The hot-air summit
The Jerusalem summit will go down as another tactical victory for Olmert?s "yes, but" policy, but will in no way bring us closer to a solution to the conflict.
Yitzhak Rabin would probably have called the three-way summit that will convene on Monday in Jerusalem by a term he favored, "bablat" (roughly "hot air"). Because nothing will come of this summit. Not peace negotiations, not a diplomatic agreement, and if Condoleezza Rice does not bang on the table, no easing of restrictions for the Palestinians either.
Ehud Olmert can enjoy the innovative aspect of a meeting with Rice and Mahmoud Abbas (Abu Mazen), or of staying at a hotel in Jerusalem instead of on the shores of the Red Sea, as in the days of his predecessors. But what about Abu Mazen, who for years has been dragging from summit to summit and repeatedly hearing those same declarations about "beginning the negotiations" and about a better future? In May 1996, Abu Mazen headed the Palestinian delegation to the opening ceremony of the final status talks in Taba. At the time, he called for the establishment of a Palestinian state within the 1967 borders with East Jerusalem as its capital, and for a "just" solution to the refugee problem. Uri Savir, the head of the Israeli delegation, responded with a vague proposal about "separation between the nations, with the aim of achieving cooperation." Without borders, without refugees, without Jerusalem.
Exactly the same talk was heard prior to the present summit. As though nothing had happened in the 11 years that have since passed: neither Camp David nor the intifada and the suicide attacks, neither the disengagement nor the rise of Hamas. Abu Mazen continues to talk about a Palestinian state within the 1967 borders, and the changing Israeli leaders respond with vague slogans about a "diplomatic horizon."
Perhaps it's true that nothing has happened, and the sides are still trapped in the same basic positions, without flexibility or any understanding of the other side.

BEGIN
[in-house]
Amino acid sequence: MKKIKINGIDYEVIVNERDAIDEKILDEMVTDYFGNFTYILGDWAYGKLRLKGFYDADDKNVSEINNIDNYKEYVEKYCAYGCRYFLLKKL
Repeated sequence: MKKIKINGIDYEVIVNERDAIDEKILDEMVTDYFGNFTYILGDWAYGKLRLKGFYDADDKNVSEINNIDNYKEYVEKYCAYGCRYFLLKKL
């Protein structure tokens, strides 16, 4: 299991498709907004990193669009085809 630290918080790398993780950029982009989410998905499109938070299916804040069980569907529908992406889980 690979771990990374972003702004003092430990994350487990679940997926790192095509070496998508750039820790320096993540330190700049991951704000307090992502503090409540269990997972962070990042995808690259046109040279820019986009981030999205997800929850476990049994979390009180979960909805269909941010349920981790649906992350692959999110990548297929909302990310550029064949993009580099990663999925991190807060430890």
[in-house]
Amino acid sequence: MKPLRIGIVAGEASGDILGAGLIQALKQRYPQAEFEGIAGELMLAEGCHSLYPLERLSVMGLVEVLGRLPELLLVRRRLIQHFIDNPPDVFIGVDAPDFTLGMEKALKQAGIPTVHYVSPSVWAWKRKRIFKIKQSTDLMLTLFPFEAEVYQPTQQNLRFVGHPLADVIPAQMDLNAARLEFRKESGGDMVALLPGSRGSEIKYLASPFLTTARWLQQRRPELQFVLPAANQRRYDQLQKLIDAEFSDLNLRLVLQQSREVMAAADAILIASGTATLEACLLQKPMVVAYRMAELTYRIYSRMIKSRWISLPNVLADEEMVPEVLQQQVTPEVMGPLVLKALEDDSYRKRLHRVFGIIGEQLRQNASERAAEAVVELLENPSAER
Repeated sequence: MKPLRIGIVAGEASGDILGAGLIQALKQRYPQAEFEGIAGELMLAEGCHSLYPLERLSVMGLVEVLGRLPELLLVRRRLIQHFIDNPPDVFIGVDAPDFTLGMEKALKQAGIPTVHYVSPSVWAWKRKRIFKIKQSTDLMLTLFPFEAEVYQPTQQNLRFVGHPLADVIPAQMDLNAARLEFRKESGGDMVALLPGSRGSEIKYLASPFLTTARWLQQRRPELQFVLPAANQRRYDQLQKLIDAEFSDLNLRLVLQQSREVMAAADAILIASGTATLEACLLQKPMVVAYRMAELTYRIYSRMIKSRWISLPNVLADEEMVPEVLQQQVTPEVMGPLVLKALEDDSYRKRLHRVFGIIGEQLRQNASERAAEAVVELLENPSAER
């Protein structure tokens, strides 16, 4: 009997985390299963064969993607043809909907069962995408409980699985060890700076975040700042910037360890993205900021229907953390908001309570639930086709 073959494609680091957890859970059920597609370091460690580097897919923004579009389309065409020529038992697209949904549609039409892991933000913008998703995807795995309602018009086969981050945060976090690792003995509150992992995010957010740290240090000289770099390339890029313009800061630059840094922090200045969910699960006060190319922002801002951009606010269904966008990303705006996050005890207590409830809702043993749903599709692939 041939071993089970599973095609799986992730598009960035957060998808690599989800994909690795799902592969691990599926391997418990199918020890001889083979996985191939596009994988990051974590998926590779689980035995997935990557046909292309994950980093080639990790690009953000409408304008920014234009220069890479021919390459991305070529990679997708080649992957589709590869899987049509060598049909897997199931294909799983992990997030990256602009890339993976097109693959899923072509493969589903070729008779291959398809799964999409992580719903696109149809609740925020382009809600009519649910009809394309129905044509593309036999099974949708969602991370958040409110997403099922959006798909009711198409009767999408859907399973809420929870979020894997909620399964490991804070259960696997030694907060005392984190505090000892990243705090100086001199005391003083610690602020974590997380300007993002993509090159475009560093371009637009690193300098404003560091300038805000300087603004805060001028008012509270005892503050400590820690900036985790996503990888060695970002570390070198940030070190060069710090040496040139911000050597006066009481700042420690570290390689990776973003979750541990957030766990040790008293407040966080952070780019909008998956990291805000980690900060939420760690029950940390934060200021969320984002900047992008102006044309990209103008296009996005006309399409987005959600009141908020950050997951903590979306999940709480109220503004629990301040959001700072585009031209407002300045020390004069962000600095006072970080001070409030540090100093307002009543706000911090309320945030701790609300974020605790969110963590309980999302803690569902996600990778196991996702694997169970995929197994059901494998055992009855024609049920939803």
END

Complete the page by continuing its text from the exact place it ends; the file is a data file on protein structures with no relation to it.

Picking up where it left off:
Olmert was dragged to the Jerusalem summit against his will. He had reservations about the initiative of the U.S. secretary of state and of Foreign Minister Tzipi Livni to skip over the obstacle of the road map and go straight to talks about the Palestinian state.
In recent weeks, the prime minister and his aides have been busy piling up difficulties on the summit agenda. They made it clear that Israel is opposed to American mediation and insists on direct negotiations; they explained that the discussions will be merely theoretical, and that implementation will be conditional on a return to the first stage of the road map and the dismantling of terror organizations; and, finally, they said Israel will not discuss the issues of the final-status arrangement, as Abbas is demanding.
And then came the "Mecca agreement" to form a national unity government between Fatah and Hamas, saving Olmert from great embarrassment. Abu Mazen embraced Khaled Meshal and proved, as Olmert has been claiming since the beginning of his term, that there is no partner on the Palestinian side. Rice insisted on coming to Jerusalem, and Olmert declared that he would turn the summit into a field trial. Ariel Sharon used to preach to Abbas that he should fight terror, and Olmert will demand fulfillment of the "Quartet conditions" and the release of Gilad Shalit, as well as the cessation of the firing of Qassams and the smuggling of arms into Gaza. As a partner of Hamas, Abu Mazen will find it difficult to claim political weakness as an excuse for inaction.
Sharon based his policy on his fear of the "corrals" of the final-status agreement. He knew that after Ehud Barak's proposals to the Syrians and the Palestinians, any future negotiations would begin from the shores of Lake Kinneret and the wall of the Temple Mount. Sharon was opposed to such a withdrawal and did everything possible not to enter the conference room. He kept pulling out new conditions: He demanded "seven days of quiet" from the Palestinians and waved the "six crimes of Damascus" in front of Assad. The maneuver was successful, and the international community adopted Israel's threshold demands, despite its support for the essential positions of the Arabs.
Olmert is the great successor of Sharon, and he is even more successful than his predecessor at presenting inflexible positions behind a mask of moderation and openness. He is sensitive to the nuances of the international community, woos its leaders and enlists them in imposing his conditions on the Palestinians. The Jerusalem summit will go down as another tactical victory for Olmert's "yes, but" policy, but will in no way bring us closer to a solution to the conflict. The only consolation is that Rice will come to the region this time in a small plane, thus cutting down on fuel and air pollution on her way to another unnecessary journey.